WHITE BEACH NAVAL FACILITY, Japan (AP) — The Latest on the rescue of two sailors lost nearly six months in the Pacific (all times local):
Two women from Hawaii who were adrift on their sailboat for months say they once got within 726 nautical miles of Oahu but couldn't get their storm-damaged boat home.
A U.S. Navy ship picked up Jennifer Appel and Tasha Fuiava last week after they were found by a fishing boat, and brought them Monday to an American base in Okinawa in southern Japan.
Appel said on the flight deck of the USS Ashland that they managed to get almost all the way back in the summer, but realized they weren't going to make it and started making distress calls. She said she hoped one of her friends from Hawaii who takes people out deep-sea fishing might cruise near them.
A Taiwanese fishing ship found them three months later. The Ashland picked them up Wednesday about 900 miles southeast of Japan.
Two sailors rescued after nearly six months lost at sea were effusive in their thanks to the crew of the ship that picked them up in the Pacific.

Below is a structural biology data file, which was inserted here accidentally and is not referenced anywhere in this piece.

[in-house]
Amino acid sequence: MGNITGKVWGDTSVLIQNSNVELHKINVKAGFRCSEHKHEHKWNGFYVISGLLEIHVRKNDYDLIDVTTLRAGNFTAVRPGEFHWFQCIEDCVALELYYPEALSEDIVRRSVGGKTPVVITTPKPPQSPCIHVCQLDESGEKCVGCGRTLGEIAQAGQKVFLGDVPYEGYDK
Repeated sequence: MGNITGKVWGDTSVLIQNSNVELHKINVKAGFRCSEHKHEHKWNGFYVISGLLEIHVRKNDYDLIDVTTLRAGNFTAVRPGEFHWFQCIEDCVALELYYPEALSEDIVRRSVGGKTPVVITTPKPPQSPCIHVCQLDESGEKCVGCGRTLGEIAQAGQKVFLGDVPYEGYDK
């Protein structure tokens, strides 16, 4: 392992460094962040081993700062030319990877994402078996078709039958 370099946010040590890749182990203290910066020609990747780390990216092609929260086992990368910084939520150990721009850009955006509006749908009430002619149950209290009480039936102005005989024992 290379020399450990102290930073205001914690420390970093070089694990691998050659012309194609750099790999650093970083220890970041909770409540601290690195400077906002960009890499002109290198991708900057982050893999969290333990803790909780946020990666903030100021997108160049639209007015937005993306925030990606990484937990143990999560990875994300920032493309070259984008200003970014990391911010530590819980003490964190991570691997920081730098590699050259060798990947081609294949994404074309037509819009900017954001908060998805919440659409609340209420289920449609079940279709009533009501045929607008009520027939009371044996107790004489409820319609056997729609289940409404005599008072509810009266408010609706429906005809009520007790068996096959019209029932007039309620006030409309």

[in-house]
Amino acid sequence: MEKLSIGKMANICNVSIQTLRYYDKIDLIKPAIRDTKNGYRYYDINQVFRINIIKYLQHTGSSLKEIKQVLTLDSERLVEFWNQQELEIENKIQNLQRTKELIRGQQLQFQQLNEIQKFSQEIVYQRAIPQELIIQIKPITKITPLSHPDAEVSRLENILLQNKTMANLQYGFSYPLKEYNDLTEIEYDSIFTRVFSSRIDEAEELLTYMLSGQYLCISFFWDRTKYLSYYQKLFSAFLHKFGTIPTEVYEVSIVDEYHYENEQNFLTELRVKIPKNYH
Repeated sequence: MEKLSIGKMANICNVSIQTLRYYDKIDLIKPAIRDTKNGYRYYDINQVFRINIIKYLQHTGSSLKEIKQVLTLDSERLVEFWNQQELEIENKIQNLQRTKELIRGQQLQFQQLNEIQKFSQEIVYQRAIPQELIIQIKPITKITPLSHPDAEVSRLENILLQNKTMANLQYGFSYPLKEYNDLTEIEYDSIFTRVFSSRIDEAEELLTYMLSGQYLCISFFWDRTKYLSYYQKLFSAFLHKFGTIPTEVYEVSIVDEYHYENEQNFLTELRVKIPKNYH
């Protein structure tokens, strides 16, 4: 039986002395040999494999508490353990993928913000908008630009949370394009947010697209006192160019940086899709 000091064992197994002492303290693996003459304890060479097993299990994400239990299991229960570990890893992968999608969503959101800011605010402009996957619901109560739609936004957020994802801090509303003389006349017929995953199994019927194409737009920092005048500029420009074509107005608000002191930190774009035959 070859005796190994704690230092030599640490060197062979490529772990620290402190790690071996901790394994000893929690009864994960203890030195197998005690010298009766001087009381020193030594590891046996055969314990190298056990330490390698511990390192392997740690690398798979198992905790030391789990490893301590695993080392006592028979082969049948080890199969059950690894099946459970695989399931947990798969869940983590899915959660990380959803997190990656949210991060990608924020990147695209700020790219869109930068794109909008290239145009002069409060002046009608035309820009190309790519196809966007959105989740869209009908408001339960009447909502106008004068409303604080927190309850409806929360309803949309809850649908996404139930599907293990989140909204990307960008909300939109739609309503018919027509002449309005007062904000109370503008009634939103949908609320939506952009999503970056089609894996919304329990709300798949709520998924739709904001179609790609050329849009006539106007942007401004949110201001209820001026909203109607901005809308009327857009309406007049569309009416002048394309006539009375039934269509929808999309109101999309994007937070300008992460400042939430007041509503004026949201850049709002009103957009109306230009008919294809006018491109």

Tasha Fuiava said everyone she's talked to on the USS Ashland has been open-hearted and has seemed to become "my new best friend."
Jennifer Appel said in remarks the Navy shared on Sunday that she and Fuiava were honored to be on the ship and grateful for all the crew had done for them. "The open arms you guys have for us is top notch."
The Ashland docked Monday at a base in Okinawa, Japan, five days after rescuing the sailors and their two dogs from their damaged sailboat.
A U.S. Navy ship carrying two sailors from Hawaii after it rescued them in the Pacific has docked at an American Navy base in Okinawa, Japan.
The USS Ashland arrived Monday at White Beach Naval Facility, five days after it picked up the women and their two dogs from their storm-damaged sailboat, 900 miles southeast of Japan.
Jennifer Appel and Tasha Fuiava had left Honolulu on May 3 for what was supposed to be an 18-day trip to Tahiti.
Upon the ship's arrival, the women could be seen standing on the bridgeway with the commanding officer and others about six stories high at the top of the ship.